Why the Swoosh Is Backward on Nike's NFL Uniforms

Rick Weiner@RickWeinerNYFeatured ColumnistOctober 28, 2012

FOXBORO, MA - OCTOBER 07: Tom Brady #12 of the New England Patriots and Peyton Manning #18 of the Denver Broncos greet each other at midfield following the game on October 7, 2012 at Gillette Stadium in Foxboro, Massachusetts.  (Photo by Jared Wickerham/Getty Images)
Jared Wickerham/Getty Images

Is there a more iconic logo than the Nike swoosh?

You could make an argument for the interlocking "NY" of the New York Yankees, or the blue star on the sides of the Dallas Cowboys' helmets, but unlike the logos of sports teams, the Nike swoosh is recognizable around the world, by both sports fans and those who pay no mind to athletics.

With Nike taking over as the official uniform supplier for the NFL this season, it didn't take long after the new threads debuted for people to notice something—that the swoosh was backward on the right shoulders of the jerseys.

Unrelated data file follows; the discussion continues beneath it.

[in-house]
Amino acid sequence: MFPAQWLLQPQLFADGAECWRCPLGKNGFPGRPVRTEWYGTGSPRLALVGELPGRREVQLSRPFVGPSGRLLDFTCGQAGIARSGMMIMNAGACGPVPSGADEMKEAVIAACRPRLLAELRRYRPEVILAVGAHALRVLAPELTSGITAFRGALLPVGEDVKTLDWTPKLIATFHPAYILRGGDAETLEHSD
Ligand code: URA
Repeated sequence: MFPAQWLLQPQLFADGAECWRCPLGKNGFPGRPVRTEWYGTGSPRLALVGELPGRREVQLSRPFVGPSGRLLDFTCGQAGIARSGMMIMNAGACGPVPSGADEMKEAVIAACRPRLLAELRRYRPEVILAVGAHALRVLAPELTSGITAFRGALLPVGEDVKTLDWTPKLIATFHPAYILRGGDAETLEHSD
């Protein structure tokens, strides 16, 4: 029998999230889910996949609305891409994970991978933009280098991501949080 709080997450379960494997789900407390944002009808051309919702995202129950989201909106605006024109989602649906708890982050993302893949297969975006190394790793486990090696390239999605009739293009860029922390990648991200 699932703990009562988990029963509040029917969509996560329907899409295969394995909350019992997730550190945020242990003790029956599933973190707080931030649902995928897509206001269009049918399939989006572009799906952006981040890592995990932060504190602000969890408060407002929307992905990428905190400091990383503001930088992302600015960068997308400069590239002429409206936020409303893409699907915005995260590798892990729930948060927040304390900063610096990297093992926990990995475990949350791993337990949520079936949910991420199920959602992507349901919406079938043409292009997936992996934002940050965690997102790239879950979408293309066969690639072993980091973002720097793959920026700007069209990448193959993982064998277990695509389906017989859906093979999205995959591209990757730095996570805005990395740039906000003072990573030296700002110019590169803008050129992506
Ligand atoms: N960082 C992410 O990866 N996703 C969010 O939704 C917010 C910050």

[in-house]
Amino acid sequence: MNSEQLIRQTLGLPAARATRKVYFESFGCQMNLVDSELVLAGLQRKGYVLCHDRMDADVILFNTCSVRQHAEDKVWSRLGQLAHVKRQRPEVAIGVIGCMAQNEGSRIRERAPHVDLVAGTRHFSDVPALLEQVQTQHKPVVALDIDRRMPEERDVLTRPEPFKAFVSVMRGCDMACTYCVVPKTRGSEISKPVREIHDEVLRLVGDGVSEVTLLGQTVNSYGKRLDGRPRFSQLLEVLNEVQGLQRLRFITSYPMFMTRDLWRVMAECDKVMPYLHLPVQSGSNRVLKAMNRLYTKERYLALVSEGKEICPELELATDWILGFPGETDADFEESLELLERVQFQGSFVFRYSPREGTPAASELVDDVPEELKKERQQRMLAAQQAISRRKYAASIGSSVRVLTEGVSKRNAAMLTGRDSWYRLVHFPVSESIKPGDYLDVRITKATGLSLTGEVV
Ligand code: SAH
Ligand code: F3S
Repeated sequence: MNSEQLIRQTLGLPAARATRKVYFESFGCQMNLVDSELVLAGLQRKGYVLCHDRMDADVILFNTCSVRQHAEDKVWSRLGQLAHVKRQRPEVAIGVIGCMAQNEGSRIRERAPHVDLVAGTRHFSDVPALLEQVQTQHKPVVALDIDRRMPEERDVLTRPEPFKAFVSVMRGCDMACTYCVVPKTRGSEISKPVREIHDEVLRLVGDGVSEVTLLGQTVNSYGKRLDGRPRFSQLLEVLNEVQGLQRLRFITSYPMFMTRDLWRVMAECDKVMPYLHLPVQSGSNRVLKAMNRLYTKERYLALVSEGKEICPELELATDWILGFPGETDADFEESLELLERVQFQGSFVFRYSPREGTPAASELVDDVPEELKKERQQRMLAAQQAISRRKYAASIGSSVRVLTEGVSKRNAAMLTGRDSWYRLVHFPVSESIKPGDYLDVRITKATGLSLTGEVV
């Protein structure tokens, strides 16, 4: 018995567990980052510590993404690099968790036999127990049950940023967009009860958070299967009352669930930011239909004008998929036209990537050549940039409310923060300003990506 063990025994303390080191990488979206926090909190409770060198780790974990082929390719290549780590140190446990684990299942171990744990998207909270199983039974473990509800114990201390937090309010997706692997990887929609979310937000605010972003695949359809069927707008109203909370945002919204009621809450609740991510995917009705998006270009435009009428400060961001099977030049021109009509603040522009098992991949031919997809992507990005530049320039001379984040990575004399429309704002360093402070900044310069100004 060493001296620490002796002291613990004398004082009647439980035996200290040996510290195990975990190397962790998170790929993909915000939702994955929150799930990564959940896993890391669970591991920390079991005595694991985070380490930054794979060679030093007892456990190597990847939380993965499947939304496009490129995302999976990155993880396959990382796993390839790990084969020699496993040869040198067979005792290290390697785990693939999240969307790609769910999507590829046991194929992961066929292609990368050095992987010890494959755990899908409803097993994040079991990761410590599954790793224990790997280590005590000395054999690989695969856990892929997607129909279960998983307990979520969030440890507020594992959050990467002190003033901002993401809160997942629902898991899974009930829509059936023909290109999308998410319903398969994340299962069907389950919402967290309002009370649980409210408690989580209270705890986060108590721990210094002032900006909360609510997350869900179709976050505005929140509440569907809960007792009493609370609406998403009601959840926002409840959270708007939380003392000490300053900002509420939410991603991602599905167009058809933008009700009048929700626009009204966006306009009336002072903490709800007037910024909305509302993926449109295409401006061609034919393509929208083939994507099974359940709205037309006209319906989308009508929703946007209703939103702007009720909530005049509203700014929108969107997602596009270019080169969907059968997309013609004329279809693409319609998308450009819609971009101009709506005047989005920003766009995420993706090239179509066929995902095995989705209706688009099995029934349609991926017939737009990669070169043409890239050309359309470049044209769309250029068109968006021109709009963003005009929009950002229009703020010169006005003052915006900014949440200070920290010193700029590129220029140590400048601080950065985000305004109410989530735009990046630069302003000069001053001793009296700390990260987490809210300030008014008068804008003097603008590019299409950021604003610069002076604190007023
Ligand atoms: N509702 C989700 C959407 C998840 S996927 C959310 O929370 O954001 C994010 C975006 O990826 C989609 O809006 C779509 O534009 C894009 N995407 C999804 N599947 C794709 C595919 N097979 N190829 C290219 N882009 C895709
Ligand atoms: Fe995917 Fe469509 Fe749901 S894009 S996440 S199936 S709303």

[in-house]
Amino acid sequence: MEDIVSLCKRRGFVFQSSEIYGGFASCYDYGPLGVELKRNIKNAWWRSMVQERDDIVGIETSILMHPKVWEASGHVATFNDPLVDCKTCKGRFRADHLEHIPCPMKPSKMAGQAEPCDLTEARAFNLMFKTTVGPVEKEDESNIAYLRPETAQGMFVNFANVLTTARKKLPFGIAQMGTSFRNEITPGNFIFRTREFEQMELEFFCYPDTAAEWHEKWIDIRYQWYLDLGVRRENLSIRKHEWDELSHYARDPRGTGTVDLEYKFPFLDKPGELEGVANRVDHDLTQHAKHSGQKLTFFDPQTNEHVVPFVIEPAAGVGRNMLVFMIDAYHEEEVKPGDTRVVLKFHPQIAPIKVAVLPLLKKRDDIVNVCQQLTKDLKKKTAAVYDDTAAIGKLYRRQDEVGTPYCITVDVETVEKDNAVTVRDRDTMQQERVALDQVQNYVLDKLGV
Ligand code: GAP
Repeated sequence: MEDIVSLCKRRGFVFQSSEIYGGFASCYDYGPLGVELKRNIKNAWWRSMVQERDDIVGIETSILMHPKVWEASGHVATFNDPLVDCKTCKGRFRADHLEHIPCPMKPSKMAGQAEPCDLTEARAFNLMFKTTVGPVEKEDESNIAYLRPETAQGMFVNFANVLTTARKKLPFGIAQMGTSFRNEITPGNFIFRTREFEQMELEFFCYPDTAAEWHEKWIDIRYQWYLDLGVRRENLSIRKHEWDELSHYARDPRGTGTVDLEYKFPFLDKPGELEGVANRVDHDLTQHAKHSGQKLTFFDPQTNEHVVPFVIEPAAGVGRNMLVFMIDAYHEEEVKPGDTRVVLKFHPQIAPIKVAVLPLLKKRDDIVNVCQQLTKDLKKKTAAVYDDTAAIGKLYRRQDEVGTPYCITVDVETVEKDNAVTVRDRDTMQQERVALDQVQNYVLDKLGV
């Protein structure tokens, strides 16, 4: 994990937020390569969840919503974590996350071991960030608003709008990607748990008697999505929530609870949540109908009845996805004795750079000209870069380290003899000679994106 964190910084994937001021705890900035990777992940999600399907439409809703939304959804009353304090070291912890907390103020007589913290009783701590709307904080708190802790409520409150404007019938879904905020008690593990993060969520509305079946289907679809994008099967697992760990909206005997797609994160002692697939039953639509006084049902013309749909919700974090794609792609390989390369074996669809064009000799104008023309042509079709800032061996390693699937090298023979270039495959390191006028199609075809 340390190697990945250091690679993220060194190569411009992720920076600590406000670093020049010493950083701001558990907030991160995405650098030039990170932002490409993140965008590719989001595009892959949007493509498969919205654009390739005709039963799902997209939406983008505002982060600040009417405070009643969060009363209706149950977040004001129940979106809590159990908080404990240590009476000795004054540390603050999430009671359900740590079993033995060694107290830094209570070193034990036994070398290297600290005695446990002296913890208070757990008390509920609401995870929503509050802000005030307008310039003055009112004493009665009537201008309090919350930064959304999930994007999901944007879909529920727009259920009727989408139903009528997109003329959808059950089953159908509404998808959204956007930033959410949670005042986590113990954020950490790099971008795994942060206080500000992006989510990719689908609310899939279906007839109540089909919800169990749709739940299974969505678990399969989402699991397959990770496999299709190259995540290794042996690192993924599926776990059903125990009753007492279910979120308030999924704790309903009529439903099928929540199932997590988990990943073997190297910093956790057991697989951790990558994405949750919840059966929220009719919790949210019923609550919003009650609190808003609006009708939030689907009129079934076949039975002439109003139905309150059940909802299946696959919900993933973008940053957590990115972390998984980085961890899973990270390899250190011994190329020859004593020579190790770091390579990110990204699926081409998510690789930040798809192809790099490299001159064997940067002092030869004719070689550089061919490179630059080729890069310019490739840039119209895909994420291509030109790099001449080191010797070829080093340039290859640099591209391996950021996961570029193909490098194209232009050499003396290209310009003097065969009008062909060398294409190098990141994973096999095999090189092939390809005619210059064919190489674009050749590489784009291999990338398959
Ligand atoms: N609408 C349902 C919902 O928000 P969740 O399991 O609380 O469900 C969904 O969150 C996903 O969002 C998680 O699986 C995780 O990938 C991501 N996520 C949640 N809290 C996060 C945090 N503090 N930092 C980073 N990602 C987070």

Take a look at the picture above, featuring the Denver Broncos' Peyton Manning and the New England Patriots' Tom Brady.

Brady's jersey looks normal, yet the swoosh on Manning's shoulder looks to be backward.

Except here's the thing—the swoosh isn't backward.

ESPN's Darren Rovell tweeted about this back in August when the buzz started:

Nike logo on 1 NFL jersey sleeve is not backwards: Nike style requires swoosh to always face forward.

— darren rovell (@darrenrovell) August 6, 2012

In other words, the pointed end needs to be always flowing back, kind of like how you'd expect to see the swoosh react if it were an actual object and it were blowing in the wind.

This isn't some sort of new marketing technique by Nike, either. They've been doing it with our shoes since the beginning—we just never stopped to notice.

Still not convinced? Go grab a pair of Nikes out of your closet and check it out for yourself.

The uproar over the backwards swoosh is much ado about nothing, and it means one of two things.

Either we pay far too much attention to NFL jerseys, or we don't pay enough attention to our shoes.

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